In Europe the art of repairing and revarnishing, or, as it is called, "restoring" pictures, is quite a business; and as this country grows, the business will no doubt become more general and lucrative. In its best phases the art of restoring pictures demands great skill and special taste; but there are certain cases which may be met by mere routine system. Some of the ablest scientific men have devoted their attention to the improvement of the methods in actual use; and many of their suggestions are well worthy of attention by the practical man.

Valuable paintings should be kept in a dry place, and one free from foul air. Dampness soon destroys the canvas or wood upon which the picture maybe painted; and the foul emanations from stables, sinks, graveyards, etc., soon destroy the finer colors, owing to the action of the sulphuretted hydrogen and carbonic acid. Hence churches, vaults, stables, and similar places, are entirely unfit for storing paintings.

The darkening of the lights in oil paintings may be quickly changed by the application of the solution of peroxide of hydrogen, - a compound which is now found in market under the name of "Golden Bleaching Liquid." Under the action of this liquid the sulphides are at once converted into sulphates.

Paintings which have been injured may often be restored by the exercise of a little skill. In such cases the following directions will prove useful.

When by the continued pressure of some hard body the canvas presents either a concavity or convexity in a portion of its surface, it must be well wet in that part, and left gradually to dry in some cool place, keeping it constantly under pressure.

How To Make The Colors Adhere When Blistered, Etc

When the color has separated from the priming, whilst the priming still remains firm, the swollen and detached part is first rubbed over with the same paste which will be presently mentioned as used for lining. Then, with a pin or needle, little holes are punctured in the part, and more paste rubbed over these holes with a pencil, and worked about so that it shall pass through them. The surface is then wiped clean, and over the spot a pencil is passed that has been dipped into linseed-oil. This serves to soften it. A warm iron is then passed rapidly over the raised surface,which attaches itself to the priming as before. Should it bo necessary to line the canvas with a new one, it should be done previously.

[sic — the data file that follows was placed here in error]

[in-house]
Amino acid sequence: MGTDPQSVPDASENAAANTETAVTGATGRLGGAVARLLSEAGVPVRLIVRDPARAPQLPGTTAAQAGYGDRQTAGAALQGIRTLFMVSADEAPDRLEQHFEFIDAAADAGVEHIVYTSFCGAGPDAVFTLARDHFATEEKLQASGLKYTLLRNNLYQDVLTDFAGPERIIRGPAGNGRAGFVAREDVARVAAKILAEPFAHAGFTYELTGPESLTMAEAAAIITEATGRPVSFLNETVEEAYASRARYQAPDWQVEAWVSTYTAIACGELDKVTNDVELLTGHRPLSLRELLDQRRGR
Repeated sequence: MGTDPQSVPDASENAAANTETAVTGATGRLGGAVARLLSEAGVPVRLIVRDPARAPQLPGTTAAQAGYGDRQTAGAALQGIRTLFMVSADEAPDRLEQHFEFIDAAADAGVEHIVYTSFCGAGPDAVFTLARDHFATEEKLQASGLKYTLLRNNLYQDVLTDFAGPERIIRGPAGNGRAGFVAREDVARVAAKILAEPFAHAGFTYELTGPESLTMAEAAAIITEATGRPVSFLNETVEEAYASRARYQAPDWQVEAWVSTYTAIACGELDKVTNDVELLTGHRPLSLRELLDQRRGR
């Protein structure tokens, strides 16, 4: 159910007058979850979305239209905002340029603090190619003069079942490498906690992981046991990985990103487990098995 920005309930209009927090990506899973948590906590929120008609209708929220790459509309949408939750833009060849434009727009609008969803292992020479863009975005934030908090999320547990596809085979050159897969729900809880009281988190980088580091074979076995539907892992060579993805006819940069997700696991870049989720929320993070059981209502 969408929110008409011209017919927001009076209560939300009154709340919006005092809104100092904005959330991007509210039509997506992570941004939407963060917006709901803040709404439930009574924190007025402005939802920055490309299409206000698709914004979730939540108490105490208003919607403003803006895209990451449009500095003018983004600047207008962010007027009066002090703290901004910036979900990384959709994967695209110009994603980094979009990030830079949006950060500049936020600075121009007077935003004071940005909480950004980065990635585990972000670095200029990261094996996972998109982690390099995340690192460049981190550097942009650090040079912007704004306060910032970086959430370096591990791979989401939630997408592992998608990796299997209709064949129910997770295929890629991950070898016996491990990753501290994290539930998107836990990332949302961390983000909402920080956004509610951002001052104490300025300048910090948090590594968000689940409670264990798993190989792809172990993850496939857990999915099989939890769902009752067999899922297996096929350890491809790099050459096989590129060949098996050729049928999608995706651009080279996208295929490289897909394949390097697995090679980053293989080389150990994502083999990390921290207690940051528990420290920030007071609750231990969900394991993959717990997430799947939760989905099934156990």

When a canvas is broken, rent, or perforated in any part, the piece of canvas that is used to repair the damage is dipped into melted wax, and applied the moment it is taken out, warm as it is, to the part, which has been previously brought together as well as possible, and also saturated with the wax. With great care you flatten down the piece; so that as the wax chills and concretes, the parts adhere and are kept smooth. The whole being made perfectly level, and the excess of the wax removed, a mastic made of white lead mixed with starch is applied; for oil-color does not adhere well to wax. The white is afterwards colored thin, or by washes, according to the tone of the surrounding parts, and repainted.

When the priming of a canvas has become detached, or the cloth is so old as to need sustaining, it is customary to line the picture. But if the canvas is greatly injured, the painting itself is transferred to a new subjectile. In order to render the old canvas and the color softer and more manageable, expose the picture for several days to damp When all is ready, the first step is to fasten, by a thin flour-paste, white paper over the whole painted side of the picture, to prevent the colors scaling off. Having a new canvas duly stretched on a strong frame, a uniform coat of well-boiled paste, made of rye-flour with a clove of garlic, is spread nicely over it by means of a large brush. With dispatch, yet care, a coat of the same paste is spread likewise on the back of the picture. The latter is then laid upon the new cloth, the two pasted sides of course together. With a ball of linen the usual rubbing is given with a strong hand, beginning at the center, and passing to the edges, which must be carefully kept in place the while.

In this way the air is expelled, which remaining would cause blisters.

The picture thus lined is then placed upon a smooth table, the painted side down, and the back of the new canvas is rubbed over boldly with any suitable smoothing instrument, such as is used for linen, paper, or the like; and a warm iron is then passed over the picture, having on the other side a board to resist the pressure. The paste being heated by this iron, penetrates on the side of the picture, and fixes still more firmly the painting, while on the other side the redundant part of the paste escapes through the tissue of the new cloth, so that there remains everywhere an equal thickness. The iron must not be too hot; and before applying it several sheets of paper should be interposed between it and the paper that was at first pasted on the painting, and which would not be sufficient.

When the lined picture is sufficiently dry the paper last mentioned is damped, by passing over it a sponge moistened with tepid water. It soon detaches, and with it is removed the paste that secured it to the picture. All that remains is to clean the painting, and where needed to restore it.

The above operation will not, of course, be attempted by the amateur, except for experiment upon some picture of little worth; for even practised hands frequently injure what they were employed to preserve.